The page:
Microsoft 365 Defender Research team has released more information about a widespread malware attack injecting malicious ads to Search Engine result pages. The team has notified that this attack has been in work since May 2020 and had reached its peak during August of this year.
Adrozek malware can infect Chrome, Edge, Firefox
During this peak period, around 30,000 devices were getting infected by this issue. Microsoft has also added that popular browsers such as Google Chrome, Microsoft Edge, and Mozilla Firefox are affected by this campaign, indicating that the attacker wants to increase his number of victims.
Microsoft has shared a screenshot that compares the search engine result pages of a malware-infected browser compared to one that is not. It was seen that the browser affected by the browser-modifier malware was showing links to third-party websites via affiliate links instead of the actual search engine results.
“We call this family of browser modifiers Adrozek. If not detected and blocked, Adrozek adds browser extensions, modifies a specific DLL per target browser, and changes browser settings to insert additional, unauthorized ads into web pages, often on top of legitimate ads from search engines,” Microsoft said.
The commission paid by the affiliate program is how the attacker earns money, and this kind of attack has been common for an extended period now. Security researchers call this type of malware Adrozek.
While browser-modifier malware campaigns are barely new in the world of digital security, the breadth of this specific malware is beyond comprehension. Since its first capture in May 2020, this Adrozek malware has infected thousands of computers worldwide.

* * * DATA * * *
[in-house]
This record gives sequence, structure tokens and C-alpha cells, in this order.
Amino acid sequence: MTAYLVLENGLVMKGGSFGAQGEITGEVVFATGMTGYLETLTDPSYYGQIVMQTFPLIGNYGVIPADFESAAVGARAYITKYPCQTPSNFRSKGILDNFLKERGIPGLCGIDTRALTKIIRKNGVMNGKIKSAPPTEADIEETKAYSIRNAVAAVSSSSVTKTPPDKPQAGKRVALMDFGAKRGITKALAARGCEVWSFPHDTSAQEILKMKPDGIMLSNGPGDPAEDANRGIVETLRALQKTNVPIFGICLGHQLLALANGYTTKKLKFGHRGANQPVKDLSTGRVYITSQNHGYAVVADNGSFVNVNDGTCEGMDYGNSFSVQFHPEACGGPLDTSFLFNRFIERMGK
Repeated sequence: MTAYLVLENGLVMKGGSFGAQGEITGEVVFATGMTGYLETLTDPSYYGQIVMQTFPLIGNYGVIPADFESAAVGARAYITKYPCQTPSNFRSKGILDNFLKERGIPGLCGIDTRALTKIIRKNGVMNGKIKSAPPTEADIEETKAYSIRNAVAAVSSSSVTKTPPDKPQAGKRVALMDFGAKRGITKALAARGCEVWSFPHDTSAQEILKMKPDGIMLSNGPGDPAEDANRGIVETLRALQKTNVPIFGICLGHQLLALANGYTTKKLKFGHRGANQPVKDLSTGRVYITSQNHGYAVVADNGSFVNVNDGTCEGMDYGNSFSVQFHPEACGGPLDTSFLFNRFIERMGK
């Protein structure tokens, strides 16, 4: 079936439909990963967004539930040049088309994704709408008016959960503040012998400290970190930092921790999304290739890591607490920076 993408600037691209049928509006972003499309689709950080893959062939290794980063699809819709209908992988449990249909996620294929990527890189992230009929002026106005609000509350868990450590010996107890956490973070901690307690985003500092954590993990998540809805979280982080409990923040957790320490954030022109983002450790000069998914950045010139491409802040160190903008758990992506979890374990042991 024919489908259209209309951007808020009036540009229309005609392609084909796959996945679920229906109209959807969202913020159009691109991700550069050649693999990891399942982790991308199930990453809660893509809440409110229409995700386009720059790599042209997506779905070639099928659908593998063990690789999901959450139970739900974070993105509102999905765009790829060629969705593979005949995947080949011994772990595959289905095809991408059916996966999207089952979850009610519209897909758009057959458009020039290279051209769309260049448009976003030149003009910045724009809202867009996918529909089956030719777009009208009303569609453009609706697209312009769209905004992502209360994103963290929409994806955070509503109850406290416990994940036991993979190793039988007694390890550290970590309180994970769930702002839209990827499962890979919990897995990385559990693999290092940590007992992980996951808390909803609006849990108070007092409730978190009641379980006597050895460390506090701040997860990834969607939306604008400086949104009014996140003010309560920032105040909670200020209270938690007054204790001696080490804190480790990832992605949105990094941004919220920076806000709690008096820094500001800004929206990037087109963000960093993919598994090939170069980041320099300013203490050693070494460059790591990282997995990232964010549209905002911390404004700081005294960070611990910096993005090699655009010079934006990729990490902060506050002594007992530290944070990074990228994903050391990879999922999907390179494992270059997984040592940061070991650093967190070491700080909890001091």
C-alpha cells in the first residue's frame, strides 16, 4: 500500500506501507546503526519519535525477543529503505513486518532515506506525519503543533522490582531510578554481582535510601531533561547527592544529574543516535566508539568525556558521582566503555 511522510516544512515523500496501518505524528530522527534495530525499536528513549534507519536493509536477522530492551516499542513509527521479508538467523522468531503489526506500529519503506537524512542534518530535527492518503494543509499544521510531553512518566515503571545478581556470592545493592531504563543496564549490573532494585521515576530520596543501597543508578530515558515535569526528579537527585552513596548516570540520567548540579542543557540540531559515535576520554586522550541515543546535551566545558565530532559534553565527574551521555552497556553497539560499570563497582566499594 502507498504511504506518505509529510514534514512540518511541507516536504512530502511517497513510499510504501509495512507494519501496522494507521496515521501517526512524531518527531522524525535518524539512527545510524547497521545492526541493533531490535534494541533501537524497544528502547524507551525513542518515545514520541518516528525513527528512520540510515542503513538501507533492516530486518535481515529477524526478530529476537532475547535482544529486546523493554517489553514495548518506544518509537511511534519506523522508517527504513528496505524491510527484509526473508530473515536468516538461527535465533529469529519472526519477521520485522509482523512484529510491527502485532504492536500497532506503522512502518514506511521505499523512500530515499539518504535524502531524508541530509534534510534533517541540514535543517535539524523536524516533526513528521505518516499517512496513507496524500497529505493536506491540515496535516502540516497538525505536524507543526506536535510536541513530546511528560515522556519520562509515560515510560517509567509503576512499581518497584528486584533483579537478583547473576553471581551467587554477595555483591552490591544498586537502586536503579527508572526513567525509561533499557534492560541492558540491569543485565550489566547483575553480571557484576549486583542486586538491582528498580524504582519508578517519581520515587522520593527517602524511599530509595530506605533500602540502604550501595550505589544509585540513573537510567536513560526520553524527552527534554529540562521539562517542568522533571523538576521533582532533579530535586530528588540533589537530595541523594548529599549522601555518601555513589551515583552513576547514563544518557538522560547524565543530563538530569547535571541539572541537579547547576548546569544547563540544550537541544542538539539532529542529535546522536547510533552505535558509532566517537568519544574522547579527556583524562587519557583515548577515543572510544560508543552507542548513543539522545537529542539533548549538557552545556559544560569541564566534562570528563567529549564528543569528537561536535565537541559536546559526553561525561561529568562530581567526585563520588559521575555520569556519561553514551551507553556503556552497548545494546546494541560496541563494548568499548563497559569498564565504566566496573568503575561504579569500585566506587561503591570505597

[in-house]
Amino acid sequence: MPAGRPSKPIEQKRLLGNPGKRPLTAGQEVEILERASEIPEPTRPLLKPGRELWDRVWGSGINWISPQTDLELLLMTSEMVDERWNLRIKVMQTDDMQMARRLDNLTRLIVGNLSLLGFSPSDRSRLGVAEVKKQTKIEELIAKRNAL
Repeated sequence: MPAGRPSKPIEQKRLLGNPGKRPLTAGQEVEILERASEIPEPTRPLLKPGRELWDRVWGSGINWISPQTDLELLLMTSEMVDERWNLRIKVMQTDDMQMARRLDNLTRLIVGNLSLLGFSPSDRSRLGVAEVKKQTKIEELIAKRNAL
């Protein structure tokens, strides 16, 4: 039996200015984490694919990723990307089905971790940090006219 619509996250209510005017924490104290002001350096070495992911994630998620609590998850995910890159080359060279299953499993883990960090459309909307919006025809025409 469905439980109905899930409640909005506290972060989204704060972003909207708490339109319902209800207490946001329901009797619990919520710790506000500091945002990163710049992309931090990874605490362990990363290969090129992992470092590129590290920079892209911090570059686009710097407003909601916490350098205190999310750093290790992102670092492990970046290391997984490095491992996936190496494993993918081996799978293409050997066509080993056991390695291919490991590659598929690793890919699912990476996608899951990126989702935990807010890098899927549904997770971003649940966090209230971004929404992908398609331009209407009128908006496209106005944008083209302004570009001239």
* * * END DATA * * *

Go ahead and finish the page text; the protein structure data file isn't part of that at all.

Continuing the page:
“The intended effect is for users, searching for certain keywords, to inadvertently click on these malware-inserted ads, which lead to affiliated pages. The attackers earn through affiliate advertising programs, which pay by amount of traffic referred to sponsored affiliated pages,” Microsoft added.
As of now, the heaviest points of encounters are situated in South East Asia and Europe. However, considering that the malware can affect almost every popular browser, the volume of encounters would expand further in the upcoming months.
Experts have noted that the motive behind designing malware that works on all browsers is such a huge plan of action. Microsoft Security team has also described the installation and deployment structure of the cryptic malware.
It has used distribution infrastructure to deliver .exe files to users, which releases the primary payload under the disguise of freeware. The payload then manages system-level changes through extensions as well. More importantly, on browsers like Mozilla Firefox, Adrozek goes the additional step to steal critical credentials from users as well.